“I Voted”… And You Should Too

Election Day is November 3, 2020 from 6 a.m. to 6 p.m.

EDITOR'S NOTE: This submission is by Student Government Association Vice President Nick Koenig. If you are interested in submitting a Letter to the Editor please email progress@eku.edu.

I voted. I voted for my future, for my community, for the environment, for the simple reason that I can and must. We all have our reasons why we should vote. 

This year’s election was the first United States presidential election where I had the opportunity to cast a ballot. I imagine this was a first for many of my fellow Colonels as well. To add on to all the absurdity of 2020, there is a presidential election, but this should be no excuse to not vote. When putting my absentee ballot in the mailbox, I put on an imaginary “I Voted” sticker and went on with my day.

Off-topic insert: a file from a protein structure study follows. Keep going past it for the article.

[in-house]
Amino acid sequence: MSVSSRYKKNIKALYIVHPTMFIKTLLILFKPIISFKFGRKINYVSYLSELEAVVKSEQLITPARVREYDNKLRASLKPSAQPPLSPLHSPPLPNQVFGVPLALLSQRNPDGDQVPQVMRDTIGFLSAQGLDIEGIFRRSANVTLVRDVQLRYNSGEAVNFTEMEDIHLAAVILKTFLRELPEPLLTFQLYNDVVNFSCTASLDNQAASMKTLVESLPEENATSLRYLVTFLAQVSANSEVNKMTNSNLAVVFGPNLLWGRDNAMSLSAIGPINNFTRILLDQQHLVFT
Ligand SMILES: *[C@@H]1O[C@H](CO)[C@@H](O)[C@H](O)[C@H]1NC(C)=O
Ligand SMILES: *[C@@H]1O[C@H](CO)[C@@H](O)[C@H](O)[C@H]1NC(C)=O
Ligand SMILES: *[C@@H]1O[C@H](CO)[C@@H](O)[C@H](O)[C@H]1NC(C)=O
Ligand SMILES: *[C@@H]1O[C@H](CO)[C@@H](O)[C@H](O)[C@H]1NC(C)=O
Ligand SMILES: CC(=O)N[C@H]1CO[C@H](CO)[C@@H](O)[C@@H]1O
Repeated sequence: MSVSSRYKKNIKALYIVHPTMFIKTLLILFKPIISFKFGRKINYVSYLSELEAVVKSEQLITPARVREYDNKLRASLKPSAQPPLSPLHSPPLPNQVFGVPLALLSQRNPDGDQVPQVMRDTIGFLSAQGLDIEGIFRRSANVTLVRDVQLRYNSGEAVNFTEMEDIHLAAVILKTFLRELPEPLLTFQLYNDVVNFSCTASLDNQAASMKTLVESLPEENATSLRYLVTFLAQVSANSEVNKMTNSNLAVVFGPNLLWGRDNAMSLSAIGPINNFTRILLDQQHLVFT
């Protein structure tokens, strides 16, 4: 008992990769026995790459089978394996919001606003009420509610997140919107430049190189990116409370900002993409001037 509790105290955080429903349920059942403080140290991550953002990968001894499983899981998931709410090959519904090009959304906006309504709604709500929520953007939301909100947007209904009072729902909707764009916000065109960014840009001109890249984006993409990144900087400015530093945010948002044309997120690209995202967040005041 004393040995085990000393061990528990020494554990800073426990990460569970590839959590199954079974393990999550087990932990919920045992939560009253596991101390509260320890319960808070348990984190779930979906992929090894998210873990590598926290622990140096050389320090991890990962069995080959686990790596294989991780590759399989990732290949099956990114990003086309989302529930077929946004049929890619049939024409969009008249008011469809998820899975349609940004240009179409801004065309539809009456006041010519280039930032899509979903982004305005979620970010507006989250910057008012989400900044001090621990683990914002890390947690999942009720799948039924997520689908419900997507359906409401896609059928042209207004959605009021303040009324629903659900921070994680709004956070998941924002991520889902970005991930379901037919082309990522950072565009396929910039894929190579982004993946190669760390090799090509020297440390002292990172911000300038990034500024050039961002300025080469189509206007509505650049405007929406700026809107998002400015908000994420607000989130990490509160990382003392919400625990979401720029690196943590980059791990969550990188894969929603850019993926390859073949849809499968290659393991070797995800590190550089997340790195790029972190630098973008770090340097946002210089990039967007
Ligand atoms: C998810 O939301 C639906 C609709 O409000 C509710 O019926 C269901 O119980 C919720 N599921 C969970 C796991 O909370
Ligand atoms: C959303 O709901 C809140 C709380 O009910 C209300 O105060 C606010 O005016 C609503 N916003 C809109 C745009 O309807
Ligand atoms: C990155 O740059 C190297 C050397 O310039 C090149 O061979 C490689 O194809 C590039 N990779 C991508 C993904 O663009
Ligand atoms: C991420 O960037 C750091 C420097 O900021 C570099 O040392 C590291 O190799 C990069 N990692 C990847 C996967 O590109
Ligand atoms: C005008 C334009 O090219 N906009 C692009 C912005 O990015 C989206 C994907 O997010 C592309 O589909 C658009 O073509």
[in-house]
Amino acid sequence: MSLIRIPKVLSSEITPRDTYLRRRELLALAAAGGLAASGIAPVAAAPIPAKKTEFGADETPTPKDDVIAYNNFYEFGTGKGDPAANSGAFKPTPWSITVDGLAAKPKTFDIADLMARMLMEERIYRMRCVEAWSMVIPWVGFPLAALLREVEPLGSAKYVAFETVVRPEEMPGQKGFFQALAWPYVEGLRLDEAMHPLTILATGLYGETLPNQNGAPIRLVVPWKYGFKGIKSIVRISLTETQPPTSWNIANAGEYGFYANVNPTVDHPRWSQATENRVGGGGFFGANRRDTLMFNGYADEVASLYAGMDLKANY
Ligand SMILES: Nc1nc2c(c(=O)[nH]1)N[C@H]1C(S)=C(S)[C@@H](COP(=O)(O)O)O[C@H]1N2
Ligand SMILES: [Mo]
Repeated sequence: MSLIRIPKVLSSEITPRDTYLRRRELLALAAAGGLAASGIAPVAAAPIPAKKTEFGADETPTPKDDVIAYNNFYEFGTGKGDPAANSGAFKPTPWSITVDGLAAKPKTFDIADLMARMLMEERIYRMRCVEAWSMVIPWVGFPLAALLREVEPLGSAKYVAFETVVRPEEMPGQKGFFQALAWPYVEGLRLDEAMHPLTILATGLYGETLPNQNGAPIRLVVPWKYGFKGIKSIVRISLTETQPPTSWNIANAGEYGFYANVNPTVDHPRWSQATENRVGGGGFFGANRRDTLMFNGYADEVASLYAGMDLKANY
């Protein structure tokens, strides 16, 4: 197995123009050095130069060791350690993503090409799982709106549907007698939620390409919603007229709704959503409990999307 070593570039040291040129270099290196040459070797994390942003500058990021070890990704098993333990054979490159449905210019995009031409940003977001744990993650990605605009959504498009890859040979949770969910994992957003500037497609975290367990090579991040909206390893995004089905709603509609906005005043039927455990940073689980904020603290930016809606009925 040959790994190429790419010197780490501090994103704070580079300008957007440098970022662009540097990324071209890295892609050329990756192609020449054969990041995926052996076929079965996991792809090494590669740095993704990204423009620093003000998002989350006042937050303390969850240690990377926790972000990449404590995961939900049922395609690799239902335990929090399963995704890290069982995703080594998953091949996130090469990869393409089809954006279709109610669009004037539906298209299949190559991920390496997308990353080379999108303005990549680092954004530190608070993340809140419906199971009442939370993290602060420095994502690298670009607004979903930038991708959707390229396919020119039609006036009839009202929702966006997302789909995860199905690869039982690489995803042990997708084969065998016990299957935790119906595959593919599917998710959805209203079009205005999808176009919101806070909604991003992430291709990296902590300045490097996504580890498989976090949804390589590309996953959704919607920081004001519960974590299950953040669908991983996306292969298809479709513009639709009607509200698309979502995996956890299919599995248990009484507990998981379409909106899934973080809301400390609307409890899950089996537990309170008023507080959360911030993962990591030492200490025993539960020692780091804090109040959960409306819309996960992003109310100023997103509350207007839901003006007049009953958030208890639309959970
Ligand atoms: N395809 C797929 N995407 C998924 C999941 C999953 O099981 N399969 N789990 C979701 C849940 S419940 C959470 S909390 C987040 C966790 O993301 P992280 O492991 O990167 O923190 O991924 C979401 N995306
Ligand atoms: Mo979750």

The classic “I Voted” sticker should be displayed front and center to tell people you cast your ballot to maintain our democracy. The origin of the sticker seems to be a bit confusing, but it was designed and patented by Janet Boudreau who “quickly sold tens of millions to election offices across the country” (99 percent Invisible). 

There are many local variants of the sticker; however, the premise of the sticker is one of great pride and privilege. It baffles me when I learn that people don’t vote. There are millions of Americans who cannot vote, but people who can choose not to.

However, in the 2020 election thus far, there have been a record-breaking number of voters, and, more specifically, voters in my generation. This is exhilarating. Young voters should and must be leading the conversation in the direction we want it, and this starts with filling an oval! 

There are so many reasons to vote, and we each have our own set of reasons.

“I Voted”… and you should too.

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